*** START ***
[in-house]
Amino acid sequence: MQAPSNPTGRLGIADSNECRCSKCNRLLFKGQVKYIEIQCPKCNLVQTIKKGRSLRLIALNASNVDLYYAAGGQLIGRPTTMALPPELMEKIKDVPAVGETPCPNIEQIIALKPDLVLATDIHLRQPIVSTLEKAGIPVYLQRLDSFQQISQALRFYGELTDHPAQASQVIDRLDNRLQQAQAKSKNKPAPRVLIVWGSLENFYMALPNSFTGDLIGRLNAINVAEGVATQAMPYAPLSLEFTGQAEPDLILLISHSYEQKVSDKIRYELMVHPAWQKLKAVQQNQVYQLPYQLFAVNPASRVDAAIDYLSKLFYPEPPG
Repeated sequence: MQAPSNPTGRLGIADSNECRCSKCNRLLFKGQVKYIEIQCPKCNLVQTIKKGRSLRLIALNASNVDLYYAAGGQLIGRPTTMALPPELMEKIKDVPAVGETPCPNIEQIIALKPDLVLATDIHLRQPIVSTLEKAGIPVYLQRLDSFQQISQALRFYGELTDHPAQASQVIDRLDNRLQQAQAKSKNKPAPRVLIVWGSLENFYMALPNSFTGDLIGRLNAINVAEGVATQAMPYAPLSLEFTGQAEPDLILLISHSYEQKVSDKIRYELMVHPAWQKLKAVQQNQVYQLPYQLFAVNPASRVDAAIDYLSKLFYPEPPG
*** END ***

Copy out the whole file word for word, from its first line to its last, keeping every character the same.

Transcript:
[in-house]
Amino acid sequence: MQAPSNPTGRLGIADSNECRCSKCNRLLFKGQVKYIEIQCPKCNLVQTIKKGRSLRLIALNASNVDLYYAAGGQLIGRPTTMALPPELMEKIKDVPAVGETPCPNIEQIIALKPDLVLATDIHLRQPIVSTLEKAGIPVYLQRLDSFQQISQALRFYGELTDHPAQASQVIDRLDNRLQQAQAKSKNKPAPRVLIVWGSLENFYMALPNSFTGDLIGRLNAINVAEGVATQAMPYAPLSLEFTGQAEPDLILLISHSYEQKVSDKIRYELMVHPAWQKLKAVQQNQVYQLPYQLFAVNPASRVDAAIDYLSKLFYPEPPG
Repeated sequence: MQAPSNPTGRLGIADSNECRCSKCNRLLFKGQVKYIEIQCPKCNLVQTIKKGRSLRLIALNASNVDLYYAAGGQLIGRPTTMALPPELMEKIKDVPAVGETPCPNIEQIIALKPDLVLATDIHLRQPIVSTLEKAGIPVYLQRLDSFQQISQALRFYGELTDHPAQASQVIDRLDNRLQQAQAKSKNKPAPRVLIVWGSLENFYMALPNSFTGDLIGRLNAINVAEGVATQAMPYAPLSLEFTGQAEPDLILLISHSYEQKVSDKIRYELMVHPAWQKLKAVQQNQVYQLPYQLFAVNPASRVDAAIDYLSKLFYPEPPG